“One hundred percent of living humans are aging every day,” said Dr. Lisa Hall. “But did you know that 10,000 Americans turn 65 every day? By 2030, 20% of the U.S. population will be older adults.”
Seniors active in community
“In Springfield, we have so many community members who are really concerned about the community and making the most of its members. We have some of these fantastic programs, such as Give Five,” she said.
This program takes retired seniors around the community to introduce them to several nonprofits. If they choose to volunteer, they commit to just five hours a month.
“What they’re really trying to do is bring the success, the creativity, the work ethic of older adults to the community and younger professionals,” said Hall. “We are trying to ride the trend – that demographic trend – that indicates that there’s so much creativity out there from people who are 55, 60, 65 plus at this point in time.”
Retirement: Perception vs. reality
At MSU, where the gerontology program has been around since 1980, students can choose to major or minor in gerontology. The training could prepare someone to work in a social services role or in a facility geared toward the aging population. But Hall says people across industries could find the knowledge useful, both personally and professionally.
“No matter what the job is, people will be working with older adults. That’s becoming increasingly true,” Hall said. “People are living longer. And many of them are living in a more healthy way. We have so many older adults that are not institutionalized. Only about 4% of people 65 and older are in skilled nursing facilities. Society really needs to adjust their thinking about where older adults are. Many older adults are incredibly productive and creative members of society.”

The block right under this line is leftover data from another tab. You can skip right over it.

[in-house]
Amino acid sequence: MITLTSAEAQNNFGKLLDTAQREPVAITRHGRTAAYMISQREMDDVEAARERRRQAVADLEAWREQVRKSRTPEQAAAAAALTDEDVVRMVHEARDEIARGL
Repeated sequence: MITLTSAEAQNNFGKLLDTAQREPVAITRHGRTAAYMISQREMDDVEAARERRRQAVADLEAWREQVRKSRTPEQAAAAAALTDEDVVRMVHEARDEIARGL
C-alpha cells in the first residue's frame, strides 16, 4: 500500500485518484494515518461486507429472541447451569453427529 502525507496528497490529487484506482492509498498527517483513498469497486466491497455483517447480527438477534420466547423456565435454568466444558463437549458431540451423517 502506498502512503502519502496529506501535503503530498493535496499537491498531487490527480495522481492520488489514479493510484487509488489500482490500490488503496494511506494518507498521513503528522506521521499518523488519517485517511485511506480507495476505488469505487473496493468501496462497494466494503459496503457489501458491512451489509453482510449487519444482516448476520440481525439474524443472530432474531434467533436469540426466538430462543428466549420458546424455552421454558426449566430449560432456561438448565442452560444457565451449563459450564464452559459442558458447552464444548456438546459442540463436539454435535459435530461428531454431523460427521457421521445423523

Thanks to community partners and active alumni from the program, Hall sees that Springfield is becoming a model retirement city. We are building programs to keep older Americans active and engaged in the community.
The evolution of aging studies
She sees people looking at the positives of aging. People are asking, “What can we contribute?” instead of simply tracking the decline of abilities.
“There has been kind of an evolution in aging studies. Originally it was from a biological perspective. When we simply focus on the biological aspects of aging, it’s rather negative. We focus on the decline, the kinds of things that we lose,” Hall said.
Gerontology is multidisciplinary, she added.
“There’s so much more to life than just the physical body. We can focus on relationships and creativity. We can focus on many things that improve over the life course. It gives a whole new meaning and purpose to people.”